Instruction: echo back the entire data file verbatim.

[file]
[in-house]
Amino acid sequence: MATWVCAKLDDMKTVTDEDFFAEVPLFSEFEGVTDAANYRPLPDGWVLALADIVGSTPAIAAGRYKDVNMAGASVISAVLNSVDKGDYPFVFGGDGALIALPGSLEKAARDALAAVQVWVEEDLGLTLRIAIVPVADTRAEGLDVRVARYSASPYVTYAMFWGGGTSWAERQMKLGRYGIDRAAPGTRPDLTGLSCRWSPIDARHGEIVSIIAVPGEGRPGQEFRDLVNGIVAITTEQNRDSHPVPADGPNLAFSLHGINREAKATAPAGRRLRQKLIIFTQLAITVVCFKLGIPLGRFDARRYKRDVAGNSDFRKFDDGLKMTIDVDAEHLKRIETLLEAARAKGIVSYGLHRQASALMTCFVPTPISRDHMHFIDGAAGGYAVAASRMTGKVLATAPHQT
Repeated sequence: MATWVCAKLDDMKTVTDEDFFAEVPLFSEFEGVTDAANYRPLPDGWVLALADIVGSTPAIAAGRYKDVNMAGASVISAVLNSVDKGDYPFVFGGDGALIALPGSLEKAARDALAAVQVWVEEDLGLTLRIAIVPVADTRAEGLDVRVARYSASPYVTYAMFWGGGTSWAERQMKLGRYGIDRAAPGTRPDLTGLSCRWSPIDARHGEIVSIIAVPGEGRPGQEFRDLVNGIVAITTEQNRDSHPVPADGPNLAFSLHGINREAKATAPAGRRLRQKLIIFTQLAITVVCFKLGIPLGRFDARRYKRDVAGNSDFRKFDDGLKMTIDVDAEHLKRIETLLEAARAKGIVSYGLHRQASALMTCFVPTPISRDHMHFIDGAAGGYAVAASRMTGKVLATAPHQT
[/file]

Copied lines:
[in-house]
Amino acid sequence: MATWVCAKLDDMKTVTDEDFFAEVPLFSEFEGVTDAANYRPLPDGWVLALADIVGSTPAIAAGRYKDVNMAGASVISAVLNSVDKGDYPFVFGGDGALIALPGSLEKAARDALAAVQVWVEEDLGLTLRIAIVPVADTRAEGLDVRVARYSASPYVTYAMFWGGGTSWAERQMKLGRYGIDRAAPGTRPDLTGLSCRWSPIDARHGEIVSIIAVPGEGRPGQEFRDLVNGIVAITTEQNRDSHPVPADGPNLAFSLHGINREAKATAPAGRRLRQKLIIFTQLAITVVCFKLGIPLGRFDARRYKRDVAGNSDFRKFDDGLKMTIDVDAEHLKRIETLLEAARAKGIVSYGLHRQASALMTCFVPTPISRDHMHFIDGAAGGYAVAASRMTGKVLATAPHQT
Repeated sequence: MATWVCAKLDDMKTVTDEDFFAEVPLFSEFEGVTDAANYRPLPDGWVLALADIVGSTPAIAAGRYKDVNMAGASVISAVLNSVDKGDYPFVFGGDGALIALPGSLEKAARDALAAVQVWVEEDLGLTLRIAIVPVADTRAEGLDVRVARYSASPYVTYAMFWGGGTSWAERQMKLGRYGIDRAAPGTRPDLTGLSCRWSPIDARHGEIVSIIAVPGEGRPGQEFRDLVNGIVAITTEQNRDSHPVPADGPNLAFSLHGINREAKATAPAGRRLRQKLIIFTQLAITVVCFKLGIPLGRFDARRYKRDVAGNSDFRKFDDGLKMTIDVDAEHLKRIETLLEAARAKGIVSYGLHRQASALMTCFVPTPISRDHMHFIDGAAGGYAVAASRMTGKVLATAPHQT